Style is much larger than a happy mix of canon and jargon. In fact, it can be downright incendiary.
(Photography by Jillian Hakala)
The week before last, my partner Matt Borghi and I – together known as Teag & PK – had a couple local radio spots. The first was a part of 89.7’s Coffee Break and featured a brief interview, during which we were asked the dreaded question: what type of music do you play? We offered a lengthier-than-necessary non-answer (telling the host what styles we don’t play as opposed to those we do), hopefully hiding our annoyance – not with the host, but with the question. We abhor discussing it. As I touched upon in this post, our collaboration features many different musical avenues: one night we’ll feature electronic ambience and improvisation, the next it’ll be completely acoustic and Matt will improvise vocal blues a la Son House (and well, might I add). Simply saying “folk” does more to exclude a large chunk of what we do than cast a wide net. We’re not bluesy enough for the blues-ers, not folky enough for the folkies, and not jazz enough for the jazzers. Instead we are what we are and quite happy with that. (Although it does present an ongoing PR problem.)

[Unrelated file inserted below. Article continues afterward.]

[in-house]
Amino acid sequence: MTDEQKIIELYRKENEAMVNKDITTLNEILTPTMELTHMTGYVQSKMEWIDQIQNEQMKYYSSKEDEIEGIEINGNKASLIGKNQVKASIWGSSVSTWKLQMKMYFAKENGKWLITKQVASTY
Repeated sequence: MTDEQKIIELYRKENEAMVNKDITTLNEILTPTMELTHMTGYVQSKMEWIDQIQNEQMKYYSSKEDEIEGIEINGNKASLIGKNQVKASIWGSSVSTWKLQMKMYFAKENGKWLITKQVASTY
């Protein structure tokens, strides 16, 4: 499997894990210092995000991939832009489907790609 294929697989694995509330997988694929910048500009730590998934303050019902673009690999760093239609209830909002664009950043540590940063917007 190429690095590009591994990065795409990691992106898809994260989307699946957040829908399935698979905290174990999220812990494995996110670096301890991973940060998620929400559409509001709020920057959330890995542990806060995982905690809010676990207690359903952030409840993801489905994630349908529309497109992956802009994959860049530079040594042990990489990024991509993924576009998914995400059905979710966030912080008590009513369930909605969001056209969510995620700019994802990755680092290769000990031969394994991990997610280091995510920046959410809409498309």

I mention this because “style” in general has been a personal nuisance for many years. A label, on paper, may just be a single word – folk – or handful of words (post-hardcore [huh?]), but in context it presents a multitude of problems. If something is “folk,” then what kind? Appalachian? Woody Guthrie? Hungarian? Ani DiFranco? If none of those, does the label then somehow do a disservice to those disparate forbears? If it’s completely different, why use the label at all? Simply because it’s acoustic and not on commercial radio?